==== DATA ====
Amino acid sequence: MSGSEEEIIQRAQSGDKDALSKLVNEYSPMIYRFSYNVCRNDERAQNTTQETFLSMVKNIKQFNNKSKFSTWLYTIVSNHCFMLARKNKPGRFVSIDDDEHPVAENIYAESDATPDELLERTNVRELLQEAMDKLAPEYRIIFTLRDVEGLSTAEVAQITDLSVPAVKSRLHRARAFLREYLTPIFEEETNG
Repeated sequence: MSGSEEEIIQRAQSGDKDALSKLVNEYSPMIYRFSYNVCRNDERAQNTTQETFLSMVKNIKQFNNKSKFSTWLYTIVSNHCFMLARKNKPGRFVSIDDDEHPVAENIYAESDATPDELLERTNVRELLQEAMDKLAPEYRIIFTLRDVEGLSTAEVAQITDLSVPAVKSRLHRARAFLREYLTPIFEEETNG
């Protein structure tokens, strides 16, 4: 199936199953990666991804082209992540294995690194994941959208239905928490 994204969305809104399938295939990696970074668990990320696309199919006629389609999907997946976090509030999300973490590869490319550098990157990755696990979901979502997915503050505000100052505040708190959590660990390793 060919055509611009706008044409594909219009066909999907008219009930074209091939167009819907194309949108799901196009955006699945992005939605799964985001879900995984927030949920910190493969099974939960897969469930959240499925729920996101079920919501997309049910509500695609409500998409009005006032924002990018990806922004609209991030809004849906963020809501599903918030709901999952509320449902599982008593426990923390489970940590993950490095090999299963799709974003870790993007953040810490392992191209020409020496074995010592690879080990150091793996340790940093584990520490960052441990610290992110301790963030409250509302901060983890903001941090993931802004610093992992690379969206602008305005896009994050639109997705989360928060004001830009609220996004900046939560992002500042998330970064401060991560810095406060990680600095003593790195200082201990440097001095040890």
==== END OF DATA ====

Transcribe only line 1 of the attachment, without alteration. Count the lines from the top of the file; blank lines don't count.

Amino acid sequence: MSGSEEEIIQRAQSGDKDALSKLVNEYSPMIYRFSYNVCRNDERAQNTTQETFLSMVKNIKQFNNKSKFSTWLYTIVSNHCFMLARKNKPGRFVSIDDDEHPVAENIYAESDATPDELLERTNVRELLQEAMDKLAPEYRIIFTLRDVEGLSTAEVAQITDLSVPAVKSRLHRARAFLREYLTPIFEEETNG